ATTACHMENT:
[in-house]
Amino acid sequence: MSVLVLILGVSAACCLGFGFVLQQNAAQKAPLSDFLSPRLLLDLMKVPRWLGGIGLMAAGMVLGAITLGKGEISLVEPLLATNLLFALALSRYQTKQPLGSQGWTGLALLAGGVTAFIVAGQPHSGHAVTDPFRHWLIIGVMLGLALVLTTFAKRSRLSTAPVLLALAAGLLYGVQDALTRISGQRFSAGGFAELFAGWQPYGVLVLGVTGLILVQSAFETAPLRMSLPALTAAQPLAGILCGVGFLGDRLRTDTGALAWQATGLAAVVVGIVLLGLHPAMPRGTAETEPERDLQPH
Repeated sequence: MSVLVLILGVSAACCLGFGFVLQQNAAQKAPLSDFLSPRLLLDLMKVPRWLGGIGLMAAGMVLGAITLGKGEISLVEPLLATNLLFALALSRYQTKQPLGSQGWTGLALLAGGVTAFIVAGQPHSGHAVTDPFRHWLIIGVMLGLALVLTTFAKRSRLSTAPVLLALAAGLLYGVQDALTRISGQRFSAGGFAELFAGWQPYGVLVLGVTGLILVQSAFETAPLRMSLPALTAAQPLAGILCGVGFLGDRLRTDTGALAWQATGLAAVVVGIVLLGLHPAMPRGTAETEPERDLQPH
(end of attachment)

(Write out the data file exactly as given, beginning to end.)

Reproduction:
[in-house]
Amino acid sequence: MSVLVLILGVSAACCLGFGFVLQQNAAQKAPLSDFLSPRLLLDLMKVPRWLGGIGLMAAGMVLGAITLGKGEISLVEPLLATNLLFALALSRYQTKQPLGSQGWTGLALLAGGVTAFIVAGQPHSGHAVTDPFRHWLIIGVMLGLALVLTTFAKRSRLSTAPVLLALAAGLLYGVQDALTRISGQRFSAGGFAELFAGWQPYGVLVLGVTGLILVQSAFETAPLRMSLPALTAAQPLAGILCGVGFLGDRLRTDTGALAWQATGLAAVVVGIVLLGLHPAMPRGTAETEPERDLQPH
Repeated sequence: MSVLVLILGVSAACCLGFGFVLQQNAAQKAPLSDFLSPRLLLDLMKVPRWLGGIGLMAAGMVLGAITLGKGEISLVEPLLATNLLFALALSRYQTKQPLGSQGWTGLALLAGGVTAFIVAGQPHSGHAVTDPFRHWLIIGVMLGLALVLTTFAKRSRLSTAPVLLALAAGLLYGVQDALTRISGQRFSAGGFAELFAGWQPYGVLVLGVTGLILVQSAFETAPLRMSLPALTAAQPLAGILCGVGFLGDRLRTDTGALAWQATGLAAVVVGIVLLGLHPAMPRGTAETEPERDLQPH